Lamb’s quarters are most commonly seen as an invasive weed found in unkempt plots of land throughout Indiana. Most gardeners rip the plant from the dirt, roots and all and discard it into the weed pile mumbling annoyances under their breathe. Others scorn this behavior as wastefully discarding a valuable crop! There are also many who claim this plant is toxic and should never be consumed.
Lamb’s quarters (Chenopodium album) are also known as goosefoot due to the distinct diamond shaped, ridged leaves which resemble a goose’s foot. They are easily identified not only by shape, but also the dusty white texture in the center of leaf clusters and red-violet tint to areas of the stem.
The problem is that there is no definitive or reliable information available on the safety of this potential food source. The FDA has contradicting information on the plant’s affect on pigs, but mentions nothing about toxicity to humans. One study claims that in “6 pigs fed C. album, neither clinical signs nor lesions (of perirenal edema, a disease found only in pigs and cattle) were seen.” Yet another FDA study claims “…feeder pigs… given access to …lamb’s quarters became ill 5 to 10 days later. The clinical signs were trembling, weakness, and incoordination of the hindquarters, followed by sternal recumbency, coma, and death.”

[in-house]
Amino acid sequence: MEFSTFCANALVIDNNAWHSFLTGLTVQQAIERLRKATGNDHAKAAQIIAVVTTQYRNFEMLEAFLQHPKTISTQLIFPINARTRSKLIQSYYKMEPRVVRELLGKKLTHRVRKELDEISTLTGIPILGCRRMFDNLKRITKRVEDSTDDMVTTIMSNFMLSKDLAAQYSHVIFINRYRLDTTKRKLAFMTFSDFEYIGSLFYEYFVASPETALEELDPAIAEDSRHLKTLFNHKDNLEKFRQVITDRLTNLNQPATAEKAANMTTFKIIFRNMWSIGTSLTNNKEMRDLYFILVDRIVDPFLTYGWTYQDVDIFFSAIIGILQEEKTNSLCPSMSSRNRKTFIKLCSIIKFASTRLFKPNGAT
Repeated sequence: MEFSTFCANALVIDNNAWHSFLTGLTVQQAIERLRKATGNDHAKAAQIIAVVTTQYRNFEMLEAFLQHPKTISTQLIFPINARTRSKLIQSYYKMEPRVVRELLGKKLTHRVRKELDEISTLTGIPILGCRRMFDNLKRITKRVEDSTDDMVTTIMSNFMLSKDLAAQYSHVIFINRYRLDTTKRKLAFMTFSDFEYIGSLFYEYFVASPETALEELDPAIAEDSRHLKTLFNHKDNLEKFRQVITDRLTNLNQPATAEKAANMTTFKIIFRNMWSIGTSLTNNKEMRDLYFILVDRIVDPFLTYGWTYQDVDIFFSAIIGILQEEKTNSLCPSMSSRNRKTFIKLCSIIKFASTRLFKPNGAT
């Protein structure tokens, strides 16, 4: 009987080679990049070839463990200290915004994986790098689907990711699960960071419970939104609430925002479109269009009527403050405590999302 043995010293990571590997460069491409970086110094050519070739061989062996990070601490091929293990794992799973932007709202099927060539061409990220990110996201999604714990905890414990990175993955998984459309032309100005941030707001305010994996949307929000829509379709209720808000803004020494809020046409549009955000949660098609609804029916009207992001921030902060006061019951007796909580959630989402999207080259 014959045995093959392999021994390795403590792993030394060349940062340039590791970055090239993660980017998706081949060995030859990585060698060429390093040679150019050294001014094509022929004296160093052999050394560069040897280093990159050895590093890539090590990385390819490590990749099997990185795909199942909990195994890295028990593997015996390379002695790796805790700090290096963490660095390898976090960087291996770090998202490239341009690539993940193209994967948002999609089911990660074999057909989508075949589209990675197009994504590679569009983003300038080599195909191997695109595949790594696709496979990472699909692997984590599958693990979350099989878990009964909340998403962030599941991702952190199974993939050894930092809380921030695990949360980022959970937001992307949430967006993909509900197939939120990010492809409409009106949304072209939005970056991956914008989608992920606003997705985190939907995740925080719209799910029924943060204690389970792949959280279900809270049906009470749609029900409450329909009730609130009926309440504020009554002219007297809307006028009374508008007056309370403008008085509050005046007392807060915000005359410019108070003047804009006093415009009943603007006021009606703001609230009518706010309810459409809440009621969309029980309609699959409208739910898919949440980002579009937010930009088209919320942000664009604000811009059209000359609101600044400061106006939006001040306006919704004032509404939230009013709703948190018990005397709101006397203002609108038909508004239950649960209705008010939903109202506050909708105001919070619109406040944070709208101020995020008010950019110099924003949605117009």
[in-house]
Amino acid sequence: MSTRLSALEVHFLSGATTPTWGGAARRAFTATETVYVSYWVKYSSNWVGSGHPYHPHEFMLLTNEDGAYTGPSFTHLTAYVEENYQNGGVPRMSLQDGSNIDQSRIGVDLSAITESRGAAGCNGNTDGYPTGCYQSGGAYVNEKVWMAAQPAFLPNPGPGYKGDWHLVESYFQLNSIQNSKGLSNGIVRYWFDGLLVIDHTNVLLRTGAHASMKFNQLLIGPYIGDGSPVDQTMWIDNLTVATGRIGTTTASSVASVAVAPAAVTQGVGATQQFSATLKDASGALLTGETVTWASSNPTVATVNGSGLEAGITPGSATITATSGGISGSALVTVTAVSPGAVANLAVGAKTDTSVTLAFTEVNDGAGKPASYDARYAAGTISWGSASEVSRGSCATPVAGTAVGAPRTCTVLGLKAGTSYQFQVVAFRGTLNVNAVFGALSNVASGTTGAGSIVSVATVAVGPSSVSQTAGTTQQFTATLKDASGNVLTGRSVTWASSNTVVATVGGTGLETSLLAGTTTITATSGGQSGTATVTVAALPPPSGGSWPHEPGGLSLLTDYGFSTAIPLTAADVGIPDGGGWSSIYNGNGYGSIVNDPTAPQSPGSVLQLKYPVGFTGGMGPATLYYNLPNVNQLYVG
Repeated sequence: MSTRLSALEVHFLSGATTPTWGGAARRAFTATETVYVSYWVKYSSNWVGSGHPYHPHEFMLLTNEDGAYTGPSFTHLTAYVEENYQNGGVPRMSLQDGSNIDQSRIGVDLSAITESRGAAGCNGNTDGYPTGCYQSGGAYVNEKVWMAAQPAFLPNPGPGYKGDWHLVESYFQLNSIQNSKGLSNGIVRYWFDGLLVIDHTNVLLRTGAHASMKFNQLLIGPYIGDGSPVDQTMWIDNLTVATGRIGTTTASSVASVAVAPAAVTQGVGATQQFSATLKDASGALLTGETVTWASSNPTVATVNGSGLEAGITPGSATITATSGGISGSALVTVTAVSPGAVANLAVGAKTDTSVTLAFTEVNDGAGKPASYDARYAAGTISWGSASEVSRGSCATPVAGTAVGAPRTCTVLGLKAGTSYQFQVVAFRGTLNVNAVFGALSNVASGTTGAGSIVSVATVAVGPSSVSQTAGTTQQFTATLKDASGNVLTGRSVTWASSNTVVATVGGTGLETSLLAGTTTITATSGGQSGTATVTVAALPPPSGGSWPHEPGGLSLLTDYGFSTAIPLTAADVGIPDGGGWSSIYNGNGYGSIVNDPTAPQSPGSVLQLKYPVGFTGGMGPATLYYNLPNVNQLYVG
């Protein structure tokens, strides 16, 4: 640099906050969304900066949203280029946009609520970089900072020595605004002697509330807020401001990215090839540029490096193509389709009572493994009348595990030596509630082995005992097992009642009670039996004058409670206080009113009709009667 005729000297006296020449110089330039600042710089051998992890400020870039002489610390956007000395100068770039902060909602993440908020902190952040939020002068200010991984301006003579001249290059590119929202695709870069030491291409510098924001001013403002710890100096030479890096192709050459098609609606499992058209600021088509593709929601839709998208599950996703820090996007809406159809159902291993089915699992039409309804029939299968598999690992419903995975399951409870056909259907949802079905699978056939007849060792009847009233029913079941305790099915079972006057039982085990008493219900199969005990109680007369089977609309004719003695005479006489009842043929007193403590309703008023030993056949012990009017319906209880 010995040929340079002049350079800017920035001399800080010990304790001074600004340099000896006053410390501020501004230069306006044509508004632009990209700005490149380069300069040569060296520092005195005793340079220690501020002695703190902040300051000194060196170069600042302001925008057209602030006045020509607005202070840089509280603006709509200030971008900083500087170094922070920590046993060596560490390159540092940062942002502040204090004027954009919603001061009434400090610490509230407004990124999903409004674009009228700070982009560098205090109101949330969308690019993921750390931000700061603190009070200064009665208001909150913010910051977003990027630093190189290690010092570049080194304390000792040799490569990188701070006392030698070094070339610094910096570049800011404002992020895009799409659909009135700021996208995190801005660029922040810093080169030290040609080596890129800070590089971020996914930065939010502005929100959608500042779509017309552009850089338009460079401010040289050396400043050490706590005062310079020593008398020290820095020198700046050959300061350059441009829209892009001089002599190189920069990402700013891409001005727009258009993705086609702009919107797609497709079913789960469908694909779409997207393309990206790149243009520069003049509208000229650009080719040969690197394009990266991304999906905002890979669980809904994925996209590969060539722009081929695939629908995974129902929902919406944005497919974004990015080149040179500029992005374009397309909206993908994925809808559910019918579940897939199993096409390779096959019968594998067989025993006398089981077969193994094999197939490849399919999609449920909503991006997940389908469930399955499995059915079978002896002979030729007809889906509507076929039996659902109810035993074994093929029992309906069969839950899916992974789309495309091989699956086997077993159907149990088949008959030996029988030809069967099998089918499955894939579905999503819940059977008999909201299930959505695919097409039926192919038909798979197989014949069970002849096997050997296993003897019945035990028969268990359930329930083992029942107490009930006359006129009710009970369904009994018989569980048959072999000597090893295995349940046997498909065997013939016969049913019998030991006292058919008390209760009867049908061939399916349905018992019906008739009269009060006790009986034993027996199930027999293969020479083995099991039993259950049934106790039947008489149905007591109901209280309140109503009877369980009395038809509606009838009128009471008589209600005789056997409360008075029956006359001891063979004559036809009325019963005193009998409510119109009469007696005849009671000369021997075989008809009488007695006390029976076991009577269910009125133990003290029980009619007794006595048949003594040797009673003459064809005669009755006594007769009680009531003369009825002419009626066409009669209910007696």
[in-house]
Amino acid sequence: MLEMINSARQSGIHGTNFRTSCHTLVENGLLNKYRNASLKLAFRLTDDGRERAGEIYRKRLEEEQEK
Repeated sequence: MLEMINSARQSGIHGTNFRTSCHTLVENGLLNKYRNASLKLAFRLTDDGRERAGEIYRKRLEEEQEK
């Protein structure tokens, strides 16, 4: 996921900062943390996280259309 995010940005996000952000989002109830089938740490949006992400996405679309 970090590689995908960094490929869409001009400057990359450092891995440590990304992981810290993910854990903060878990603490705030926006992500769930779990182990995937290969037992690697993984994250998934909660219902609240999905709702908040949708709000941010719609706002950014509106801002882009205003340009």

The University of Pennsylvania has a page which provides some details about the possible risks. It states, “Under certain adverse environmental conditions (drought) many weed and crop plants accumulate nitrate to potentially toxic concentrations.” Plants are exposed to nitrate found in fertilizers and contaminated water. Crops as common as corn, soybeans and oats are also at risk for this sort of contamination. This, combined with common knowledge about risks associated with eating unidentified wild plants, seems likely to be the source of fear behind the safety of consuming lamb’s quarters.
Advocates of the plant claim it is a great source for beta-carotene, calcium, potassium, Protein, Niacin, Folate, iron, B-complex vitamins, Vitamin A, vitamin C, Magnesium, Phosphorus, Thiamin, Riboflavin, and fiber and low in Saturated Fat and Cholesterol. Basically, it’s not just a super food, it’s the pimp daddy of all super foods.
The USDA’s web site lists lamb’s quarters in a document outlining fresh fruit and vegetable shipments under the category “greens,” right along with healthy veggies like cabbage sprouts, collard, and kale. It’s also delicious. The flavor is similar to spinach and can be used as a substitute in any recipe that calls for fresh spinach leaves.
Ready to give this vagrant veggie a try? As with any foraged plant, your best bet is to play it safe and talk to a professional before partaking. Be sure you are 100% certain of the identity of the plant. Steer clear of any plants which may have been exposed to chemicals or other contaminants. When in doubt, throw it out! With proper safety precautions, lamb’s quarters could transform from a loathed intruder to a thriving new garden friend!